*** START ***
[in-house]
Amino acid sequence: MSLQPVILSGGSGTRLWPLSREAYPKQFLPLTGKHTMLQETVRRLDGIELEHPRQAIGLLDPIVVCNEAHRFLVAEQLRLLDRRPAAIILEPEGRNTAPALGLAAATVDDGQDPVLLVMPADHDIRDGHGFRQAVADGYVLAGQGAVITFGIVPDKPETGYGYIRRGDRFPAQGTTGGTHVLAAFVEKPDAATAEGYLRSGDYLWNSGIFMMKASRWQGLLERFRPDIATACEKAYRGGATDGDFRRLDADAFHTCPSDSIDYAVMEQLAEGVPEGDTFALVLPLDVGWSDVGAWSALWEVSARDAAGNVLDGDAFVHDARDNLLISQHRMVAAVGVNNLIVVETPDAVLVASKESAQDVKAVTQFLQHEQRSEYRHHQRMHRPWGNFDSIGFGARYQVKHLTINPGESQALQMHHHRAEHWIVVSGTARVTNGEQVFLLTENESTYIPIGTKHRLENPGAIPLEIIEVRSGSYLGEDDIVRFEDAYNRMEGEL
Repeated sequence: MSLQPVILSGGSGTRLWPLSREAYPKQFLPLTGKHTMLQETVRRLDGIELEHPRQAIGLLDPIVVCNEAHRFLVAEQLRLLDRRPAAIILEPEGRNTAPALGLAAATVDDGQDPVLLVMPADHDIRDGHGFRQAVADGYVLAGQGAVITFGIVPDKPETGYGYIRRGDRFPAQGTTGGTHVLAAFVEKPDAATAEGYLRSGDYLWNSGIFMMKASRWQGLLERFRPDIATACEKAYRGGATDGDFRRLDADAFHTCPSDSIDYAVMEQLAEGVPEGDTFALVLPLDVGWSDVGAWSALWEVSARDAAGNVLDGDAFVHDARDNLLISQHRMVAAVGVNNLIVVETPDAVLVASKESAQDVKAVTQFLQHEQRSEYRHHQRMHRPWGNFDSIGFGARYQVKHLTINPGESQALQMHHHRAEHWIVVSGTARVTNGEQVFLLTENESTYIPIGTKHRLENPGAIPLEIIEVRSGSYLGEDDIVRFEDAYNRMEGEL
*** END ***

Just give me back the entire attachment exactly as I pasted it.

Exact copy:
[in-house]
Amino acid sequence: MSLQPVILSGGSGTRLWPLSREAYPKQFLPLTGKHTMLQETVRRLDGIELEHPRQAIGLLDPIVVCNEAHRFLVAEQLRLLDRRPAAIILEPEGRNTAPALGLAAATVDDGQDPVLLVMPADHDIRDGHGFRQAVADGYVLAGQGAVITFGIVPDKPETGYGYIRRGDRFPAQGTTGGTHVLAAFVEKPDAATAEGYLRSGDYLWNSGIFMMKASRWQGLLERFRPDIATACEKAYRGGATDGDFRRLDADAFHTCPSDSIDYAVMEQLAEGVPEGDTFALVLPLDVGWSDVGAWSALWEVSARDAAGNVLDGDAFVHDARDNLLISQHRMVAAVGVNNLIVVETPDAVLVASKESAQDVKAVTQFLQHEQRSEYRHHQRMHRPWGNFDSIGFGARYQVKHLTINPGESQALQMHHHRAEHWIVVSGTARVTNGEQVFLLTENESTYIPIGTKHRLENPGAIPLEIIEVRSGSYLGEDDIVRFEDAYNRMEGEL
Repeated sequence: MSLQPVILSGGSGTRLWPLSREAYPKQFLPLTGKHTMLQETVRRLDGIELEHPRQAIGLLDPIVVCNEAHRFLVAEQLRLLDRRPAAIILEPEGRNTAPALGLAAATVDDGQDPVLLVMPADHDIRDGHGFRQAVADGYVLAGQGAVITFGIVPDKPETGYGYIRRGDRFPAQGTTGGTHVLAAFVEKPDAATAEGYLRSGDYLWNSGIFMMKASRWQGLLERFRPDIATACEKAYRGGATDGDFRRLDADAFHTCPSDSIDYAVMEQLAEGVPEGDTFALVLPLDVGWSDVGAWSALWEVSARDAAGNVLDGDAFVHDARDNLLISQHRMVAAVGVNNLIVVETPDAVLVASKESAQDVKAVTQFLQHEQRSEYRHHQRMHRPWGNFDSIGFGARYQVKHLTINPGESQALQMHHHRAEHWIVVSGTARVTNGEQVFLLTENESTYIPIGTKHRLENPGAIPLEIIEVRSGSYLGEDDIVRFEDAYNRMEGEL